proper to say, as was intended by the original act, that there should be full registration under the Securities Act.
In order to clarify beyond any question of doubt the fact that we wish to exempt from this proposal anything that might even remotely be called a bank loan, we suggest that there be inserted in proposed section 2 (14), in the draft, the following new proposal.
Mr. CROSSER. Where? Mr. STEWART. May I give copies of this to you? These are copies of our proposed change in section 2 (14).
The proposal, sir, is to insert the following new clauses (d) and (e) at line 17 of the print before the present clause (d); to insert
Mr. CROSSER. Do you want to strike out the present clause (d)?
Mr. STEWART. No, sir; we wish to reletter present clause (d) as clause (f).
I might say that we have submitted this draft to the Securities and Exchange Commission, and I am advised by the Assistant General Counsel of the Commission that the Commission has no objection to our introducing this further change into our proposal; that they take with respect to it the same position that they have taken with respect to the proposal as a whole; that they do not propose but that they do not oppose
it. It reads as follows:
INDUSTRY'S PROPOSED CHANGE IN SECTION 2 (14)
1. Insert the following new clauses (d) and (e) :
“(d) any offering, made to one or more banking institutions, member banks, or trust companies specified in section 3 (a) (2), of an evidence of indebtedness or participation therein which does not have (i) interest coupons, (ii) interchangeability of units of one denomination for units of other denominations, (iii) a covenant by the obligor with a trustee under an indenture, mortgage, deed of trust, or similar instrument or agreement to pay the indebtedness or the interest thereon, (iv) provision for payment to bearer otherwise than through endorsement of a negotiable instrument, (v) provision for registration of ownership, or (vi). the right to obtain any such characteristic, or (e) any bona fide pledge of a security as collateral, or any realization on such collateral, including the acquisi. tion of such security by the lender pursuant to the terms of such pledge,”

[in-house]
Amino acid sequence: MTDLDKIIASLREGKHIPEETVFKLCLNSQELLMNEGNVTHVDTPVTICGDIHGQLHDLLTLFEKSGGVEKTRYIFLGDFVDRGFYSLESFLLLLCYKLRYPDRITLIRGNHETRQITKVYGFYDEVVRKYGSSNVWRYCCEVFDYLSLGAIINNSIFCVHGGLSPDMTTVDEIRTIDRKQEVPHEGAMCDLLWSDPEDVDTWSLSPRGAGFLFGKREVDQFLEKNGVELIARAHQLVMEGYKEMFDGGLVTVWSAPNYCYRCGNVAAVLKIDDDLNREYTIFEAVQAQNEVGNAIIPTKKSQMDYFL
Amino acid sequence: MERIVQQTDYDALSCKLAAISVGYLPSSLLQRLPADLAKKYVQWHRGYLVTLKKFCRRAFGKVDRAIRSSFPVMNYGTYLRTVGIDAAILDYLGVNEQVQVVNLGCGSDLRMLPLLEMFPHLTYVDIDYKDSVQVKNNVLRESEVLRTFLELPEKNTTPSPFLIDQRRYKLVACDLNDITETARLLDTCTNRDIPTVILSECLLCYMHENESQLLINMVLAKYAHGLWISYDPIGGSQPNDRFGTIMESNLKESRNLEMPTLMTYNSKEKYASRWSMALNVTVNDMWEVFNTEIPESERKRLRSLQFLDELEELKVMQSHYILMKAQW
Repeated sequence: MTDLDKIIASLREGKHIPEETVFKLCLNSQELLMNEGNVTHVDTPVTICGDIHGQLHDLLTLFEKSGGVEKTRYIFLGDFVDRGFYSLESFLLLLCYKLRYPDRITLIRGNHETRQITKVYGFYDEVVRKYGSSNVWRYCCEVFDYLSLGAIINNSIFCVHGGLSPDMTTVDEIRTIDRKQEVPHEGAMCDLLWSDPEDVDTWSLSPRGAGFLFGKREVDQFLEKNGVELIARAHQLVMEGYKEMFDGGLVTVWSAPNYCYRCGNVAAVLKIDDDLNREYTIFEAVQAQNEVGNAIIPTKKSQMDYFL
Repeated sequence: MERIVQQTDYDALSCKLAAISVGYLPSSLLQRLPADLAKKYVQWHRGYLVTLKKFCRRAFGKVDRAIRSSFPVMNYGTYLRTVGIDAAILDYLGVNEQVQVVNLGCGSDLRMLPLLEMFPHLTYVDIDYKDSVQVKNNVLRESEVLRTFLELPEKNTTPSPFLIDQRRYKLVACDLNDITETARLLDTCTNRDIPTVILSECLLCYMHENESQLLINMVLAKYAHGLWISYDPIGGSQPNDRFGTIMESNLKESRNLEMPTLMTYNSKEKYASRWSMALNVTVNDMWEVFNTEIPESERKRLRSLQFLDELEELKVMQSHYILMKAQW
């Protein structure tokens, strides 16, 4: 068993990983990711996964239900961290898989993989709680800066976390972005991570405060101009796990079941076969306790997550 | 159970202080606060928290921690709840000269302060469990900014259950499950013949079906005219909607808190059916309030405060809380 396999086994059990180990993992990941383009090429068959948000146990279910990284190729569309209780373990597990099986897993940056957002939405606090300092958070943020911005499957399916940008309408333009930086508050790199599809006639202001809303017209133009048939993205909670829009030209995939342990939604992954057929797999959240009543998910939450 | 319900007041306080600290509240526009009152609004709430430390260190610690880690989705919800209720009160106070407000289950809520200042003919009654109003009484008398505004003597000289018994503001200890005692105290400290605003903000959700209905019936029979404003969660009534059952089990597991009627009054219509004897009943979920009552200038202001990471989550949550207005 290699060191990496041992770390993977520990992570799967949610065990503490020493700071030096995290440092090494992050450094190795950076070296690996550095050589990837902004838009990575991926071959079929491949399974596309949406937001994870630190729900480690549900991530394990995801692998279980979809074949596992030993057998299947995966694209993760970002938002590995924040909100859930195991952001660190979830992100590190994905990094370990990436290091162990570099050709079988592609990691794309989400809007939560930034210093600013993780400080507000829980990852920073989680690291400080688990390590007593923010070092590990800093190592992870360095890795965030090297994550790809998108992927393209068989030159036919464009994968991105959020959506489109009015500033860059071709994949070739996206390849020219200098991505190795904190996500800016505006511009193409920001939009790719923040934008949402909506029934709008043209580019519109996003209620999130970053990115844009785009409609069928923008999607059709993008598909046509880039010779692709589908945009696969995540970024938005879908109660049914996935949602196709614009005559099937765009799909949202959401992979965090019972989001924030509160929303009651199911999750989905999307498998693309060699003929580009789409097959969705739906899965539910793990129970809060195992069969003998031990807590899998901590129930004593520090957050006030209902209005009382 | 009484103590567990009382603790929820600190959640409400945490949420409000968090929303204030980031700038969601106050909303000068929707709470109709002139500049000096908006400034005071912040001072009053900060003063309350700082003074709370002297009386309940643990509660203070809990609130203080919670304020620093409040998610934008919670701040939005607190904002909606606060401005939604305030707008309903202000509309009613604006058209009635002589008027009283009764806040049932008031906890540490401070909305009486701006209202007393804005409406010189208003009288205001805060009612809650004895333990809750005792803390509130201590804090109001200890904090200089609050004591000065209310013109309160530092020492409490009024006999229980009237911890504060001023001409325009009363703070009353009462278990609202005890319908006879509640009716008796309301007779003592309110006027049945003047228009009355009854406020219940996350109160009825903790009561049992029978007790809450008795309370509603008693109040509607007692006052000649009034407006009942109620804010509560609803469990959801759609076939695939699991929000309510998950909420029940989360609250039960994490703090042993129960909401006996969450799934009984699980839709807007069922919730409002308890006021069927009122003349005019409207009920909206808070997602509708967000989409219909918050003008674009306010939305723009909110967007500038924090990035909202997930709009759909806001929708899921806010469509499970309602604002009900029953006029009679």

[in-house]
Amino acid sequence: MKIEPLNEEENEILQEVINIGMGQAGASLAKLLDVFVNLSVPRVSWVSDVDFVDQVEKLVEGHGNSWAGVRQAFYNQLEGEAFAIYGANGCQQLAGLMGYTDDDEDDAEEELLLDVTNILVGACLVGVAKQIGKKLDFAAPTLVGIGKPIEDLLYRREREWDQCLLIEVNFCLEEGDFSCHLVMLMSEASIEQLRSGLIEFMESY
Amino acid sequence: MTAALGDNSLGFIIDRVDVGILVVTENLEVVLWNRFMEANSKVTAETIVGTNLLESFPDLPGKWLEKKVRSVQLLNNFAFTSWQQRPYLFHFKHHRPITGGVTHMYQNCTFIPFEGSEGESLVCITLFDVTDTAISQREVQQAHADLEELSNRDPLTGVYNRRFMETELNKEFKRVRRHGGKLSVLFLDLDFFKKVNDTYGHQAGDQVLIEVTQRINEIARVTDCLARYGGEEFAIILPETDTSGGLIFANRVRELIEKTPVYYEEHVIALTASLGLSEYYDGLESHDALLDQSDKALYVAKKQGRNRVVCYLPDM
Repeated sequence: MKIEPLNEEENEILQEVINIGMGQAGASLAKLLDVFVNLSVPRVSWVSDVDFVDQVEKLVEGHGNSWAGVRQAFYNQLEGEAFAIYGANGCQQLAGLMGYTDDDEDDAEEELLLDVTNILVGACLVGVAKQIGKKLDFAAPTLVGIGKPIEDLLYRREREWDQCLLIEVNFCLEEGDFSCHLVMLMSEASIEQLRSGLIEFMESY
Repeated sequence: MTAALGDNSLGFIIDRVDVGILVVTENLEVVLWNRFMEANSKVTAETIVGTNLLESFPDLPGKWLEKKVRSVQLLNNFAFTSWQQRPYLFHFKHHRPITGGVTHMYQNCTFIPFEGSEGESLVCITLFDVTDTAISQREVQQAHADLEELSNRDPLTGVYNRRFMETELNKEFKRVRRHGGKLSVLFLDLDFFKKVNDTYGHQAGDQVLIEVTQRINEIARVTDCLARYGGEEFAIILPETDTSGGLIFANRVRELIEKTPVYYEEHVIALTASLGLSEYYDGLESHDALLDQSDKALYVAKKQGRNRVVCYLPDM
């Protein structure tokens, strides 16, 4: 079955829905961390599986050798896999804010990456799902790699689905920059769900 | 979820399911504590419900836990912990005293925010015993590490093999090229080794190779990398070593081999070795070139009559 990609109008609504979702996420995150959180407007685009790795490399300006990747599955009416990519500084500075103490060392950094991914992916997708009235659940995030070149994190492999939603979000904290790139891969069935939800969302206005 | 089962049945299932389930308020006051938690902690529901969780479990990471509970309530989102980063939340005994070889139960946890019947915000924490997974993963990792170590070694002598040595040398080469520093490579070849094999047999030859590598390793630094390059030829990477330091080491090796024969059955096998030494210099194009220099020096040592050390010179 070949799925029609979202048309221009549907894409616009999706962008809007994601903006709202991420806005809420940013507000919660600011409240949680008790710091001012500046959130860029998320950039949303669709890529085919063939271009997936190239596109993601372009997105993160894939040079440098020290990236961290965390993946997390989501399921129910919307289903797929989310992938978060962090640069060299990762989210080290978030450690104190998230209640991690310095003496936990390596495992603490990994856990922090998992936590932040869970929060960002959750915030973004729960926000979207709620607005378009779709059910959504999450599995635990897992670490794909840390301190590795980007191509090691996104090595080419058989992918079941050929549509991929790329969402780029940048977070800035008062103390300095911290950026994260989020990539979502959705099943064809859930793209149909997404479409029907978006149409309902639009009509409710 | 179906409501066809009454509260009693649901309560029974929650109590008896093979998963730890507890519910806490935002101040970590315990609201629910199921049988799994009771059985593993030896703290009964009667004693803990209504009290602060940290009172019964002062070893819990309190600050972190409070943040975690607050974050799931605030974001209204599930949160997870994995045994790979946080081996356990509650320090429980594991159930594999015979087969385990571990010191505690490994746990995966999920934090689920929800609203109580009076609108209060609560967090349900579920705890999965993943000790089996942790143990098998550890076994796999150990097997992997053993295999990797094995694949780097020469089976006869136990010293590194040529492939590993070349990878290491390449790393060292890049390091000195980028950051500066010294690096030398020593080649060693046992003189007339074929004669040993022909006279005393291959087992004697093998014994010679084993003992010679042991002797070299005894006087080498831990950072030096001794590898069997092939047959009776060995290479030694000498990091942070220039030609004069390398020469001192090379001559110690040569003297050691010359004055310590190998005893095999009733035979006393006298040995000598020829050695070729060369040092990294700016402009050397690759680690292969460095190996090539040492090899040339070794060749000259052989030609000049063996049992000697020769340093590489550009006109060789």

2. Reletter present cause “(d)” as “(f).”
The intent of this draft proposal is to recite all of the characteristics of a security as distinguished from a bank loan and say that if the instrument which the bank acquires as evidence of a bank loan, has none of these characteristics of a security, which make it marketable, then, it should be exempt from the registration requirements of the Securities Act, and be treated as a bank loan. As a bank loan it would be subject to those regulations which apply to bank loans, to the provisions of the Banking Act, of State laws, wherever applicable and to whatever there may be in the way of supervision by the Comptroller of the Currency, the Federal Deposit Insurance Corporation or the Federal Reserve Board. I do not think it can reasonably be contended that under this
pro posal which we are making, with this further amendment written into it, that anything which could by any stretch of the imagination be called a bank loan would here be made subject to registration.
I think that fact deserves emphasis. Again I say that if the banks are acquiring issues of securities which they may resell, we think it